16 Sep 2006

Oriana Fallaci (1929-2006)

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Journalist and author Oriana Fallaci died yesterday at age 77 of cancer in Florence.

Washington Post

In the aftermath of 9/11, Fallaci wrote two best-selling books, The Rage and the Pride (2001) and The Force of Reason (2004), criticizing Islam in scathing terms.

Attempts were made in 2002 in Switzerland, and more recently in Italy (her pending trial had been postponed to December 18th), to prosecute her on the basis of her writings for such supposed crimes as “inciting racial hatred or discrimination” (Switzerland) and “making defamatory statements about a religion” (Italy).

I think the least we can do is to commemorate her passing by sharing some of her observations and opinions.

Tunku Varadarajan, in today’s Wall Street Journal, recalling just how eloquent she could be on the subject of Islam, quotes from a letter she wrote to him in March.

In the speech I gave at the Italian consulate in New York to accept one of the four golden medals I have received in the last two months, I told that I had drawn a cartoon on the Prophet and his nine wives including the 9 year old one and his sixteen concubines including the she-camel. But I had not published it because I had not been able to draw well the she-camel. (True). The author of the booklet which asks the Moslems to eliminate me in accord with four Suras of the Koran even sued me . . . Meaning now in Italy they even appeal to the Italian law to incriminate an Italian citizen for a ‘vilifying’ cartoon that nobody has seen.

Tunku finds Fallaci a little too high-proof, and remarks:

This is acid, bitter, marvelously funny. Oriana Fallaci was very brave. Perhaps a little too brave. But now is not the time to judge her by proportions.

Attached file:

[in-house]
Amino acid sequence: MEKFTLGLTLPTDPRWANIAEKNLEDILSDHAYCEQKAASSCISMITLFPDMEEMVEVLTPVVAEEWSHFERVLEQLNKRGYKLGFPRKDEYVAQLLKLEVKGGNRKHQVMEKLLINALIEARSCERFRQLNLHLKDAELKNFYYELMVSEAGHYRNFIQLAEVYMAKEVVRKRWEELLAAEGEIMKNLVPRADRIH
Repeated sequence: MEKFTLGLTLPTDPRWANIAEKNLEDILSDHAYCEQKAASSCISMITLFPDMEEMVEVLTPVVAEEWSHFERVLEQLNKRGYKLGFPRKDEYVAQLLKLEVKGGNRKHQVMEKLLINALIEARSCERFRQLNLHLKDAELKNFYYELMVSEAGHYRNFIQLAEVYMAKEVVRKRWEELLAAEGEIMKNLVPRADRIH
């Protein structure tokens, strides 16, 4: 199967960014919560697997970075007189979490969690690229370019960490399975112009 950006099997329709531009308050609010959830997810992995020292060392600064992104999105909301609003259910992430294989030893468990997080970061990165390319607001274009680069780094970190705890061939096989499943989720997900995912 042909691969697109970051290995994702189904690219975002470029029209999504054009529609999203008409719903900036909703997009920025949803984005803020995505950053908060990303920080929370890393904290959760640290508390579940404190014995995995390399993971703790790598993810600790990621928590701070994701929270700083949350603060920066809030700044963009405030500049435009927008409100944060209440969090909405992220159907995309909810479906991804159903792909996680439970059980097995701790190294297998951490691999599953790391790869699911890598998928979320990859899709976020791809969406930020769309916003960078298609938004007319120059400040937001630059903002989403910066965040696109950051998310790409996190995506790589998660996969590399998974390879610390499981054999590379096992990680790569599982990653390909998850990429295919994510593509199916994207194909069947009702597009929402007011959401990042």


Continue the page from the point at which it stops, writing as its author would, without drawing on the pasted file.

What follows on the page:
Mark Steyn, on the other hand, is much more keen.

Racked by cancer, Oriana Fallaci spends most of her time in one of the few jurisdictions in the western world where she is not in legal jeopardy – New York City, whence she pens magnificent screeds in the hope of rousing Europe to save itself. Good luck with that. She writes in Italian, of course, but she translates them herself into what she calls “the oddities of Fallaci’s English”, and the result is a bravura improvised aria, impassioned and somewhat unpredictable. It’s full of facts, starting with the fall of Constantinople in 1453, when Mehmet II celebrated with beheading and sodomizing, and some lucky lads found themselves on the receiving end of both. This section is a lively read in an age when most westerners, consciously or otherwise, adopt the blithe incuriosity of Jimmy Kennedy’s marvelous couplet in his 1950s pop hit “Istanbul (Not Constantinople)”:

Why did Constantinople get the works?
That’s nobody’s business but the Turks.

Signora Fallaci then moves on to the livelier examples of contemporary Islam — for example, Ayatollah Khomeini’s “Blue Book” and its helpful advice on romantic matters: “If a man marries a minor who has reached the age of nine and if during the defloration he immediately breaks the hymen, he cannot enjoy her any longer.” I’ll say. I know it always ruins my evening. Also: “A man who has had sexual relations with an animal, such as a sheep, may not eat its meat. He would commit sin.” Indeed. A quiet cigarette afterwards as you listen to your favourite Johnny Mathis LP and then a promise to call her next week and swing by the pasture is by far the best way. It may also be a sin to roast your nine-year old wife, but the Ayatollah’s not clear on that.

Moliter ossa cubent. (“May the earth lay lightly on her bones.”)

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Chris Eger

I will miss her writings. She was a lions roar among chirping of national leaders. God Bless her.



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